These are the leases that are being used to sell off land to foreign timber companies to alienate true landowners.

What grand development for the I'are people do you have planned for this particular parcel of land?

The minute that lease is challenged in Court it will be found to be illegal and obtained through back-door deals, as have all SABLs to date once challenged.

Which is why the United Nations has demanded that the PNG government explain itself regarding these SABLs.

Gabriella Evara

I am from one of the biggest tribes in Purari, the Iare Tribe of Baimuru District.

My father, Mr Roy Evara OBE, a former Member of Parliament and a principle landowner along with other Purari Action Group members, stopped the damming of the mighty Purari River in the 1970s.

The Association has existed ever since and has currently changed its name to Purari Development Association. My father is currently the chairman of the only legally approved Umbrella Association in Baimuru which represents the nine tribes of Baimuru.

He has dedicated his life towards safeguarding the Baimuru/Purari people's land and resources.

It is a pleasure for me to take this opportunity to inform the world that the landowners of Baimuru have successfully obtained their land title and we have every right to speak for how we want our land and its resources for the benefit of all and for our future generations.

I would like to salute my father Roy Evara OBE and his Association members for a job well done!

My dad has created history in Papua New Guinea for all landowners to follow. The Baimuru people have set a benchmark for all other landowners to follow.

PDA under Mr Roy Evara's leadership has created history again!

Stephen Cox

This unfortunately shows just how the ordinary people are being conned by governments and big business worldwide.

Hydroelectric power has many merits as a form of supplying power, power which will benefit the normal person.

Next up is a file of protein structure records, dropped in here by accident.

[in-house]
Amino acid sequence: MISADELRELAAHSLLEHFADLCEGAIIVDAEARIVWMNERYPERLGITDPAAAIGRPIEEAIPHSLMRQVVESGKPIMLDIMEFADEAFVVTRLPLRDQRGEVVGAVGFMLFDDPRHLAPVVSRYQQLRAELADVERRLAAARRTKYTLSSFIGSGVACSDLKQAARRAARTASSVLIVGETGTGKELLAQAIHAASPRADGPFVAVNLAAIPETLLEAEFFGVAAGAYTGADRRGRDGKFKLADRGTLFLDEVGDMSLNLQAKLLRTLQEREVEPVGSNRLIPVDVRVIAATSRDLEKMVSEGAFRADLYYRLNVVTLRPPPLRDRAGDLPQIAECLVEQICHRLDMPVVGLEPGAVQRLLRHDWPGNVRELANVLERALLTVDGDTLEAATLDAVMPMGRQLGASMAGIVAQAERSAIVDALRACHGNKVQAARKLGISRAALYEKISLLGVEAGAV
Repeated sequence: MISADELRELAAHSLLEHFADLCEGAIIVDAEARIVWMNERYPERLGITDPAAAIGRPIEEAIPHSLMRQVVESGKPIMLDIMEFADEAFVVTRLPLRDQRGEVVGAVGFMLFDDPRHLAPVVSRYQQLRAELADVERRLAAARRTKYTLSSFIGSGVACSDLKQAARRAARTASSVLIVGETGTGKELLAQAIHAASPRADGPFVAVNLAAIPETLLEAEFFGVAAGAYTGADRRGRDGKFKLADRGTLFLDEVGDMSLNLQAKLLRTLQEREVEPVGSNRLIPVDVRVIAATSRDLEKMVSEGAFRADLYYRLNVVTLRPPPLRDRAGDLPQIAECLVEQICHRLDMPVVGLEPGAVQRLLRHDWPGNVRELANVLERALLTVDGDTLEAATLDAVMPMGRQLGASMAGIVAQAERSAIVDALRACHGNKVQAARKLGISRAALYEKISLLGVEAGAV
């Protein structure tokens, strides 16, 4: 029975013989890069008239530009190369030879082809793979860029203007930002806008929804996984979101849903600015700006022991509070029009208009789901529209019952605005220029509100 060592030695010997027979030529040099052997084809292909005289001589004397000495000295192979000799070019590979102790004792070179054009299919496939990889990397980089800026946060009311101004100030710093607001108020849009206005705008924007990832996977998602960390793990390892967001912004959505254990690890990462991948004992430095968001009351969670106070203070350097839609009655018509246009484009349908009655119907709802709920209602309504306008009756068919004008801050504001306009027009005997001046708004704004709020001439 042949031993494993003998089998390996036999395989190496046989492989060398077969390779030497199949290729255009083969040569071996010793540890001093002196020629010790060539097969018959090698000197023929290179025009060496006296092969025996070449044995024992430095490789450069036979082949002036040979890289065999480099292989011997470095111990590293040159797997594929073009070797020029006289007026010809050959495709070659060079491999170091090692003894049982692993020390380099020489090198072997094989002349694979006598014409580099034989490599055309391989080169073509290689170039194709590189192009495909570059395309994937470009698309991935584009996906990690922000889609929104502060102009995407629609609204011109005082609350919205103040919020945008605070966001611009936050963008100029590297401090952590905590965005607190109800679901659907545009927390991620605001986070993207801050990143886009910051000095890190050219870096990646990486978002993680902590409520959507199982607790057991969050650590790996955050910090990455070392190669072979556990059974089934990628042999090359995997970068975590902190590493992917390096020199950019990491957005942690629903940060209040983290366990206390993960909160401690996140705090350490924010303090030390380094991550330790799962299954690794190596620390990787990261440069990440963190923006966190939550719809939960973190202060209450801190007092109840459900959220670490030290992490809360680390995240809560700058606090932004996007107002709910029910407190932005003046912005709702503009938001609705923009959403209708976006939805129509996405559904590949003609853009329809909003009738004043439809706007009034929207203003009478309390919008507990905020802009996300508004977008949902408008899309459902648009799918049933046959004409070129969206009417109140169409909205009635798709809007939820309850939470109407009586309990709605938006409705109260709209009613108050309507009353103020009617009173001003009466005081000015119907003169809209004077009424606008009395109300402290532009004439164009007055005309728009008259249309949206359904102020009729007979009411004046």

But there are better ways to supply this without the massive environmental changes that can be detrimental.

There is an approach to hydroelectricity many are not aware of known as 'run of river': dams are not used; there are simply short diversion channels for part of the water flow and then smaller turbine units in series one after the other gives the needed power supply without massive dams.

There are areas around the world where dams are justified for flood control and what we see as normal benefits such as stable water supply is the bonus rather than the prime objective.

There are always better ways to do something provided those involved are capable of thinking outside the square.

The biggest problem is government that seeks only for itself and has an inertia that precludes even seeking better ways to achieve results.

Dave Kimble

I live in the rainforest of north-east Queensland, so I feel some affinity with the people of the Purari.

I would like to see a campaign against this project running in Queensland, so I have been collecting information on the project at:

Any additional information would be welcome, especially contacts in PNG who understand how things work (or don't work) in the development assessment process, and opposition groupings, history of the original project, and so on.

P Kailap

I am from the Purari. The hydro project was stopped in the 1970's by Prosey Mailau (Professor of Political Science from the Purari) and Nicolas Auwo.

Even back in the 1970's, the Purari people were aware of the destruction that such a project would bring to their river, their land and their lives. Thus they became activists against it and won.

Now, 40 years later (when we should know better), some careless and ignorant people want to start it up again.

Dr Neuendorf is correct: the people know nothing of this project; they were not consulted.

If Anna Bligh and Charles Nieuwoudt (of Origin Energy) think they can push this through with the PNG government without the consent of the people of the Purari they are in for a very rude shock.

The Gulf tribes were the very last of the headhunters and cannibals. They are very fierce people who will protect their land and life.

Just like the Metallurgical Corporation of China (MCC) and Highlands Pacific are going to find out in Madang. Papua New Guineans are gentle and humble people; but they are not weak or defenceless.

We will not allow it to happen: by court case, by public awareness, by world campaigning, by any means at our disposal - it will not happen.

Nalau Bingeding

How could the government through Moses Maladina go ahead and sign agreements without people who are going to be affected knowing about it.

Damming Purari will kill fisheries in the Gulf of Papua and the Coral Sea. All debris and sediments carried by the Purari into the Gulf of Papua supports these fisheries.

Mangroves will die back if the Purari is dammed. Kerema people will lose sago crops due to lower water levels and and disruptions to flow of sediments from the Purari.